# GAMES DESIGN WITH PROGRAMMING ENVIRONMENT MATCOS FOR ENHANCED LEARNING OF PROBABILITY THEORY: A DIDACTIC EXAMPLE FOR HIGH SCHOOLS

"Chance only favours the mind which is prepared"

Louis Pasteur

The science of chance, or the mathematical theory of probability, is involved in everyday life and in fields very different from that of gambling. In the social sciences the influence of mathematics has grown steadily. Important political choices in technology or economics are subjected to analysis based on probability theory.

The key notions of probability theory and the traditional method of calculating probability are at the basis of the education and shaping of sensible citizens capable of informed decisions. Therefore such notions should be part of our culture and of school education. The teaching of probabilistic reasoning from an early age means educating to critical thinking, it means to train students to "bring order" to their ideas in order to approach events rationally and correctly interpret real-world phenomena. This also means raising awareness in the learner of the fact that- since certain outcomes are more probable, easier to occur than others - you can make predictions or ‘bets’, in other words you can control rationally the forecasting of uncertain events. This contribution is related to the above framework, and it shows a didactic example aimed at strengthening the concept of probability taught in high schools. This teaching proposal, implemented in conditions of problem-solving, has a playful approach with simulations which are first real, then virtual by implementing simple algorithms with the aid of the computer programming environment MatCos. The analysis of the results obtained allows for a direct comparison with the theoretical model. The design teaching setting based on games intended as "knowledge space" enables students to practise their critical thinking as well as their problem-solving, creativity and collaboration skills (Prensky, M., 2001; Caine, Renate M. and Geoffrey, 2011).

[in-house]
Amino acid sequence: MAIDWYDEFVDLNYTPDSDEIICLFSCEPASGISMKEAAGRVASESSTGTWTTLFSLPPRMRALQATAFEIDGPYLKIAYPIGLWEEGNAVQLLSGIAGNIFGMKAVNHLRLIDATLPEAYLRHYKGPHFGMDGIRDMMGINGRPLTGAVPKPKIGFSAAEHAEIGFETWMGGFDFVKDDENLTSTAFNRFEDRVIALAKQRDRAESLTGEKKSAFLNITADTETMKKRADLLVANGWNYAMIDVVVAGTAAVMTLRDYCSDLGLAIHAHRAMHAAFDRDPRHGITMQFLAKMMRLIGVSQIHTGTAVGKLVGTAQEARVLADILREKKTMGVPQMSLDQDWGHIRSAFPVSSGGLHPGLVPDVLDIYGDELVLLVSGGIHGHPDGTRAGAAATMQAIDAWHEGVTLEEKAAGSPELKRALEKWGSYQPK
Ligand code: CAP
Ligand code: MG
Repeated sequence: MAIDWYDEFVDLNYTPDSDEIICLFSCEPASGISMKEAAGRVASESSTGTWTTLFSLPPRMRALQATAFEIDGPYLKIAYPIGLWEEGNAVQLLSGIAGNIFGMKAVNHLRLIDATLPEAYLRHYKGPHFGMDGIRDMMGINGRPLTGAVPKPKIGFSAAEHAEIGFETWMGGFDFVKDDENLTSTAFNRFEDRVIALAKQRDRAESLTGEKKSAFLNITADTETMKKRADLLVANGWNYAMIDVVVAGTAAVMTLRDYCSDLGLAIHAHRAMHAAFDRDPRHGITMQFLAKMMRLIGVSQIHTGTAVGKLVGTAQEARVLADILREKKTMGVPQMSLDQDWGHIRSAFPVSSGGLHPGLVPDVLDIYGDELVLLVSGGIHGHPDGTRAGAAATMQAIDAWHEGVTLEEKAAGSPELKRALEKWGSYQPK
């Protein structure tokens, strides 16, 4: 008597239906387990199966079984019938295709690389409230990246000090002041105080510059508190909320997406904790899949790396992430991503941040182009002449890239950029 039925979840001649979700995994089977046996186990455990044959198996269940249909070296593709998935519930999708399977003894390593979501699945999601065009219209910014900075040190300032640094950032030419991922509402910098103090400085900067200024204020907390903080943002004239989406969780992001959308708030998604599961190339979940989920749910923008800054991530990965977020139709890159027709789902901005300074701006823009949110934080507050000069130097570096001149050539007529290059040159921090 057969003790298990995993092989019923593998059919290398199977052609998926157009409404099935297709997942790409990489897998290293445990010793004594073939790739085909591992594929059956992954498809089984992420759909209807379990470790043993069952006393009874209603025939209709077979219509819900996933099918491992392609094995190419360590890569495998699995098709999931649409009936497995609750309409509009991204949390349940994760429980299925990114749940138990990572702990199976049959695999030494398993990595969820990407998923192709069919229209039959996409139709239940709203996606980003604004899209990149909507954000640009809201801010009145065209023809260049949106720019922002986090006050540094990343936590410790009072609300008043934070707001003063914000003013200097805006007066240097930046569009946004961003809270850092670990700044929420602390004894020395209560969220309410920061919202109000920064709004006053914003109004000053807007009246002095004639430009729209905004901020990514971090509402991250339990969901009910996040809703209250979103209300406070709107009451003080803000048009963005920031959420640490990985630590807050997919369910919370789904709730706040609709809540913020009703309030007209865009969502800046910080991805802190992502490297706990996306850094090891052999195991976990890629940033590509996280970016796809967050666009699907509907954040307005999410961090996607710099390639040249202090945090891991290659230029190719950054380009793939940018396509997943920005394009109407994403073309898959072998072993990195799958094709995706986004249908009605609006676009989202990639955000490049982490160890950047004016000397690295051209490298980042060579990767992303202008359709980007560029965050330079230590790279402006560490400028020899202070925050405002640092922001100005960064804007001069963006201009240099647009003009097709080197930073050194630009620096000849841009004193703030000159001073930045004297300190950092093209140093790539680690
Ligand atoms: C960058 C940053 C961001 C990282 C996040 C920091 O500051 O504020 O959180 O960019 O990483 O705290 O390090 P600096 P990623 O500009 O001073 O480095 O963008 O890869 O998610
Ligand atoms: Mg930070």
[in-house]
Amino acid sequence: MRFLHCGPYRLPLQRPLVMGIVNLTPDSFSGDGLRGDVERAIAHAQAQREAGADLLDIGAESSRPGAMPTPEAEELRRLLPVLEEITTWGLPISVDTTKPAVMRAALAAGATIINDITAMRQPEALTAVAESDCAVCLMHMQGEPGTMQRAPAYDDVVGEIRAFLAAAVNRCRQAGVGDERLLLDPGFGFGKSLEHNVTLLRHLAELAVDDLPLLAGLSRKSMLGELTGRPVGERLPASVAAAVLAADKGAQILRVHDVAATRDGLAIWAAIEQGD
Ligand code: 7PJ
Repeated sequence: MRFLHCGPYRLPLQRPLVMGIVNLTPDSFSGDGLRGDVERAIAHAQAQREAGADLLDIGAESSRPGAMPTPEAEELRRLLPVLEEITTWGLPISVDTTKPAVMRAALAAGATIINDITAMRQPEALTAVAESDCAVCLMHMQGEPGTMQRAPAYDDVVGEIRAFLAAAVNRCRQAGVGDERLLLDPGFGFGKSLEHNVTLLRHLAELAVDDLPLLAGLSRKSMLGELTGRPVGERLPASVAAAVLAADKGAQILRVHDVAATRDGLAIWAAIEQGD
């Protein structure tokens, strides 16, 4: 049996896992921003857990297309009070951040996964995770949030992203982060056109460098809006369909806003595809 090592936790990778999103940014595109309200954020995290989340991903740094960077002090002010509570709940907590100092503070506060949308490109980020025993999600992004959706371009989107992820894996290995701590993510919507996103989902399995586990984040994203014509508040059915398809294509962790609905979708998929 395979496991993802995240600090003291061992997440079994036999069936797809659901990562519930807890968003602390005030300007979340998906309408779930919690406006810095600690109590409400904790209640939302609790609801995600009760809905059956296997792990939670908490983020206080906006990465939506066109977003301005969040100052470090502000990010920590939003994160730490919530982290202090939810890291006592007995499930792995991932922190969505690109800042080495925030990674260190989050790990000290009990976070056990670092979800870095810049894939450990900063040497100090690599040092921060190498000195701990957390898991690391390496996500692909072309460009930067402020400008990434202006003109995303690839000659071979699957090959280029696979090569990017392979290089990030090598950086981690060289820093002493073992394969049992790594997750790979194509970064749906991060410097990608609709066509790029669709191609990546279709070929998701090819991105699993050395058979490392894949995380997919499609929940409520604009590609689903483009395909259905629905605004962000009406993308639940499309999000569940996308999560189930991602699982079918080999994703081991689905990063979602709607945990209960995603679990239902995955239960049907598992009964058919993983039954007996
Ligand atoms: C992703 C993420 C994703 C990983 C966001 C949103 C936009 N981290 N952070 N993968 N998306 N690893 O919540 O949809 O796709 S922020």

The virtual simulation of games allows students to reconfigure aspects of sensible reality to be analyzed and studied through the computer used as an educational tool in the programming environment MatCos (Costabile, F.A. and Serpe, A., 2012 and 2013).

The choice of presenting some random phenomena through programming experiences stems from the need to suggest alternative methods to traditional teaching. In most cases in schools the study of probability is approached as a guide to properties and results to be applied in contexts often restricted, a methodology which is insufficient to understanding the true meaning of probability.